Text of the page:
Wednesday, September 30, 2009

A Brief Thought On The Behaviour of Deaf children

If you are raising a deaf child have you ever experienced this behaviour?

Your four year old throws a tantrum, shuts his eyes and screams at the top of his lungs? You can't communicate

Your three year old is so frustrated because she is not getting her way that she screams a cries so hysterically you can't calm her

Your child grabs toys from other kids and can't seem to share

You don't understand why your child disrupts circle time at school by rolling around and commenting at inappropriate times

Your child is loud when eating and seems to not notice his plate crashing with his fork

Your child doesn't understand how to take turns in conversation and will walk away mid sentence

You can't get his attention easily and he seems to pick and chose when you can engage

When your child is socialising with hearing kids he gets aggressive


When you drop him off at school he screams for a full hour shouting at the teachers wanting to go home.

Well if the answer is yes, take a breath and calm down. Next tattoo two words into your brain "Be Consistent!"

The examples I listed are not from deaf children but just a sample of the behaviour I have witnessed teaching typical hearing 2 1/2 - 4 year olds in a classroom setting. We are told our deaf children will have so many problems learning to behave or really be human and yet the behaviour is not compared to hearing kids. If a child has consistent access to their native language from a very early age and consistent discipline I have yet to be convinced that this stereotype has any validity. What I have seen is parents who don't have tools. What I have seen is parents who have been preached the gospel of delays, disability.

For example hearing kids will throw tantrums where they are screaming and having a fit and don't hear a word you say. The parent who is consistent may chose to let the child freak out then talk about it after followed by a consequence. What is the difference? Both parents have to wait, both children can't communicate can't talk while in the midst of a meltdown.

With my son he tried on all sorts of behaviour but I never saw any difference from my hearing friends hearing children. If you give kids the credit they deserve for testing boundaries with the skill of a CIA agent you will see you can't blame deafness for the behaviour. If you do not remain calm and consistent you may see the behaviour worsen. If you don't share fluent language it may worsen and if you are always looking for the weakness you have been preached you are doomed. My thought is stop using deafness as an excuse.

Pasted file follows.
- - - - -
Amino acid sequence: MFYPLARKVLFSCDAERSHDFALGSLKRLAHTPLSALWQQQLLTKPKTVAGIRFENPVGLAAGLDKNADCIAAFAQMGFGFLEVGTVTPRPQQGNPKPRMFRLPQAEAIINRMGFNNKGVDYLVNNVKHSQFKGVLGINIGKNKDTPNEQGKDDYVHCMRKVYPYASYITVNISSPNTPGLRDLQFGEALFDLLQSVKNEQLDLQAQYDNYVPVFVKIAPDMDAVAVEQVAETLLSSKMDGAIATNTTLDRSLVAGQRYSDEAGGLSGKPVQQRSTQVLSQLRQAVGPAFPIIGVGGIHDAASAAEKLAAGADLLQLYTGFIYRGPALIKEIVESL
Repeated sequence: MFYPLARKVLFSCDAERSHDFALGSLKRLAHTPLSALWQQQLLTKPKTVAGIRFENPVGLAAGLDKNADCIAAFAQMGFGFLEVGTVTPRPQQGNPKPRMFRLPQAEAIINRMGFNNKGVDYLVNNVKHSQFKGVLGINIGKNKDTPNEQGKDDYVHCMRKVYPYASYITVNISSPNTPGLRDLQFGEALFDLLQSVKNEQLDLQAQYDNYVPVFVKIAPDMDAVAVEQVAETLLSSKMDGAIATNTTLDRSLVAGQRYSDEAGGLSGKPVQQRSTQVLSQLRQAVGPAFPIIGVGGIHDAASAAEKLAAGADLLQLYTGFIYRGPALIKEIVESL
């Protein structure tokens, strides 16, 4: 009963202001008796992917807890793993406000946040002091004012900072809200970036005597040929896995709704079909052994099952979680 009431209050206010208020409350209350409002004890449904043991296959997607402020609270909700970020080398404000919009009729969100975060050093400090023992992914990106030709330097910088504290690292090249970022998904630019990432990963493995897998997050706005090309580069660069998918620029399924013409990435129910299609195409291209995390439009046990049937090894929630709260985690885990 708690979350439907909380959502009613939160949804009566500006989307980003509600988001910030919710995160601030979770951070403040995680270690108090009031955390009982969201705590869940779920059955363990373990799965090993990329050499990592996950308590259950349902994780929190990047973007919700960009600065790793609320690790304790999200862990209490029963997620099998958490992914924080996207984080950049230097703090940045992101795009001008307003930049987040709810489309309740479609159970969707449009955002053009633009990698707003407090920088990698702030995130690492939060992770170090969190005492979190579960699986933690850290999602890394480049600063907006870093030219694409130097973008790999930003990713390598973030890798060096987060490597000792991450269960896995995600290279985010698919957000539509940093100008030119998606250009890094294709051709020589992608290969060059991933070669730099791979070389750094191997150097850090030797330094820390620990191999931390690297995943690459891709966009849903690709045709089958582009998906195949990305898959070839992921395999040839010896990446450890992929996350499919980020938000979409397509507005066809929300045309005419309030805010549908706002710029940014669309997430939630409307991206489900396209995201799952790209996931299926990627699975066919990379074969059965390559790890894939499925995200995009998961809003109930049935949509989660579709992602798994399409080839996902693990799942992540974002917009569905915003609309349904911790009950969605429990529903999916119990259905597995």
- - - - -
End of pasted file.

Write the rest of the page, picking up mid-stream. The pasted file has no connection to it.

Today.....

My son was mad about something last summer and he decided it was a good idea to storm off while I was talking and slam his door. I waited patiently for him to emerge from his room. I was calmy working on something. He tried to start the argument again, I ignored him continuing my work signing only once "consequence".
When he came out again, I explained it is ok to be mad but not to direspect me. I also gave him a consequence that sent him back to the tech dark ages. Lesson learned.


8 comments:

  1. That's news to me that deaf children are difficult or have problems learning to behave. It sounds like something a person who doesn't have children would say to a parent.

    You're right, having a native language well in place early helps with discipline. Just the meaning of the word "consequence" is an important tool in communication. Well said!

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  2. Excellent post!

    I saw the same things with our children and I see the same thing with the children of friends. One thing my wife & I agreed on was that if we promised a consequence, then we absolutely must follow through *always*, no exceptions!

    David

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  3. I might add that not every parent was born knowing how to enforce behavioral limits and administer consequences. Most good parents have learned from their parents. The rest of us have to learn from books, therapists, and other parents. When you add the deafness to the mix, and the need to figure out a language that works, behavior management becomes even more complicated. Good job, Mel, for figuring it out! Children don't behave badly just because they are deaf. They behave badly when there are no consequences for it and they achieve the desired result.

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  4. Can you contact me at asdctami@aol.com? I love your blog and would like to use some of your writings in The Endeavor which is the magazine for the American Society for Deaf Children. I couldn't find your email address so I am posting this as a comment. Thanks!

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  5. Hi,
    Another great article.Your thoughts and feelings about the deafness is touching ones.

    huile essentielle

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  6. This blogpost could have described my 4-year-old to a 'T'!!! The irony is...he's HEARING. I wonder if KODAs usually display those behaviors you listed? So far things are getting better with my son because I am approaching to his misbehavior in a different way, thanks to this AWESOME book: "Discipline Without Distress: 135 tools for raising caring, responsible children without time-out, spanking, punishment or bribery" by Judy Arnall

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  7. I read your blog ealted to A Brief Thought On The Behaviour of Deaf children and i relly become a sad after reading all about this to children.I wish to god and help this childens

    r4

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